You don’t know me, and I doubt you’ve heard of my blog. Indeed, chances are – you’ll never see this letter.

Which is why you’re probably wondering why I addressed you as my friend… and why I’m writing to you in the first place.

To answer the former question, I not only call you “friend” in the general, “kol Yisrael areivim zeh la’zeh” (literally, “all of Israel are guarantors for each other” – BT Shavuot 39a) sense, but also because you seem like a very nice person, and I’m sure we’d hit it off if we ever met in real life.

As to why I’m writing to you, well, I read something you wrote, and I must respond.

You were discussing Yom HaAtzma’ut, and you referred to it as “a controversial and horribly divisive day” [sic]. Furthermore, you declared, every year, you “dread” [sic] the holiday and can’t wait for it to be over.

I was shocked!

How could a Torah-committed, mitzvah-observant person - such as yourself - not recognize the Yad Hashem (Hand of Hashem) behind the State of Israel’s establishment??

How could you possibly allude to a commemoration of that clearly miraculous and Divinely-ordained event as “controversial”??

Is your objection that Yom HaAtzma’ut falls during Sefirah?? Don’t you realize that it was HaKadosh Baruch Hu’s Will that the State of Israel come into existence precisely during this time of year??

And then my initial shock turned to sorrow.

It saddened me to think that here you are, a self-professed Heaven-fearing individual, and yet, you lack any feeling of hakarat hatov (gratitude) for the wonderful gift we received 63 years ago!

As a result of this extraordinary, one-of-a-kind gift, any Jew who so desires can now make his/her home in our beautiful, blessed Land.

For 2000 years, our grandparents and great-grandparents could only dream of observing the mitzvot hat’luyot baAretz (the Land of Israel-dependent mitzvot) as well as the great mitzvah of yishuv Eretz Yisrael (settling/dwelling in the Land of Israel).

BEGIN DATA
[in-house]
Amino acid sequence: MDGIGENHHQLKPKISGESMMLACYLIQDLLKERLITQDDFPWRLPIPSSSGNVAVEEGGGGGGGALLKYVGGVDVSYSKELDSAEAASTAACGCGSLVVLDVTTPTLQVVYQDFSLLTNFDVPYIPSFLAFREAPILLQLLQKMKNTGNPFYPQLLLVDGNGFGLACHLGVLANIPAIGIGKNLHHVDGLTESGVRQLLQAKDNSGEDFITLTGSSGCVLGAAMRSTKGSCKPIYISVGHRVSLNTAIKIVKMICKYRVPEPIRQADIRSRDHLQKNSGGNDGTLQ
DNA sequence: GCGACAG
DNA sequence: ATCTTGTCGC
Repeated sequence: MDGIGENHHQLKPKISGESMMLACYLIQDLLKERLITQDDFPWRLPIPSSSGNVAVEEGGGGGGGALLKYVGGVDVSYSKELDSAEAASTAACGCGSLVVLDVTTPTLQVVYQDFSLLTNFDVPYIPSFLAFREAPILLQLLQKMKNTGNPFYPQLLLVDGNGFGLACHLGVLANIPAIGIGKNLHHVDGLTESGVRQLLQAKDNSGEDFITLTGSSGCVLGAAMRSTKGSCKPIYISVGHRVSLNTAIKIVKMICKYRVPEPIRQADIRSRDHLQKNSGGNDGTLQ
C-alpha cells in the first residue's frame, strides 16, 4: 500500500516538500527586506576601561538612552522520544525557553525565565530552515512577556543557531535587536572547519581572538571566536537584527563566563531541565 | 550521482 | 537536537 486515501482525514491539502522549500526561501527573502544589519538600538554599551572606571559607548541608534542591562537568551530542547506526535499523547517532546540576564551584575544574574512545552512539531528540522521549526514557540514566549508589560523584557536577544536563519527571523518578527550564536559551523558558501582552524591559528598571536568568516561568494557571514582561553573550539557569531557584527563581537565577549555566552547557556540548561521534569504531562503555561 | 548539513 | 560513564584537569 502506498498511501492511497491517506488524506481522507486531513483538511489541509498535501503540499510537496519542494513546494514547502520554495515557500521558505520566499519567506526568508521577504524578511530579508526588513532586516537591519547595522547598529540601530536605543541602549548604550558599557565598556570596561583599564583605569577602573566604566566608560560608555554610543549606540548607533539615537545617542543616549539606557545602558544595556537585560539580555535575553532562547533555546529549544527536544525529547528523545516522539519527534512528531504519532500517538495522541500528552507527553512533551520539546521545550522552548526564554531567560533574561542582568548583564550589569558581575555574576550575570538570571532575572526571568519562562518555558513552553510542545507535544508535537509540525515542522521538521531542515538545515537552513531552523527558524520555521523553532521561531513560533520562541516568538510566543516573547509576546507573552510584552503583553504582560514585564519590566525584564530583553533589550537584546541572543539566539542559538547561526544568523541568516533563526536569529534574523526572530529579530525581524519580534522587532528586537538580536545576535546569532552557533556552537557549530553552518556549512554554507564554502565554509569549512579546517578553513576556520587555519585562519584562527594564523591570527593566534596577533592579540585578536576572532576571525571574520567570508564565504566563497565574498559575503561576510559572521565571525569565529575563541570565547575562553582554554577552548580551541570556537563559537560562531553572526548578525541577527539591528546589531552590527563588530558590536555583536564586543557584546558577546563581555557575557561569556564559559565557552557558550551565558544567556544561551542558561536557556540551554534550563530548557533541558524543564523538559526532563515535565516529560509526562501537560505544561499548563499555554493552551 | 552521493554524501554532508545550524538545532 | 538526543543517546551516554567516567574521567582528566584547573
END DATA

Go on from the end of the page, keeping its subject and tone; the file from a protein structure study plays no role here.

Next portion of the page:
But because of this gift, we’re now privileged to have their dreams as our reality.

And, finally, my sadness changed to pity.

Yes, that’s right.

I feel sorry for you, because you have absolutely no idea what you’re missing.

Because as any Israeli could tell you, Yom HaAtzma'ut isn’t “divisive” [sic] at all. Quite the opposite, in fact.

For nothing - and I mean nothing - says achdut (unity) like Yom HaAtzma’ut.

You see, the vast majority of the country’s citizens [with the possible exception of a few, completely irrelevant, fringe elements] spend the day celebrating and thanking Hashem and His messengers for His incredible chessed (loving-kindness)… each in their own unique way.

In the evening, we all attend various Yom HaAtzma’ut celebrations – either as active participants or simply to catch a glimpse of the fireworks - and/or watch the national ceremony on TV.

During the day, we cheer on our favorite Chidon HaTanach (National Bible Contest) contestants. (Israel is such a small country - that no one is more than  one or two degrees of separation away from at least one of the competitors!)

And, of course, we flock to the country’s lovely parks and enjoy what essentially serves as one, giant, national BBQ.

Unlike on other festivals - when we generally encounter only our immediate families and members of our own communities - on Yom HaAtzma’ut, we come in contact with our fellow Israelis, from every walk of life.

And when we do, we greet each other with hearty cries of “chag samei’ach!”

I eagerly look forward to the day when you can join us here in Eretz Yisrael and experience Yom HaAtzma’ut for yourself!

!חודש טוב, שבת שלום ויום העצמאות שמח

Tuesday, May 3, 2011

Spring JPIX

The latest JPIX carnival is available here.

Special thanks to my friend Ilana-Davita for including my Heichal Shlomo post and also my Ein Chemed post.

!חודש טוב ומבורך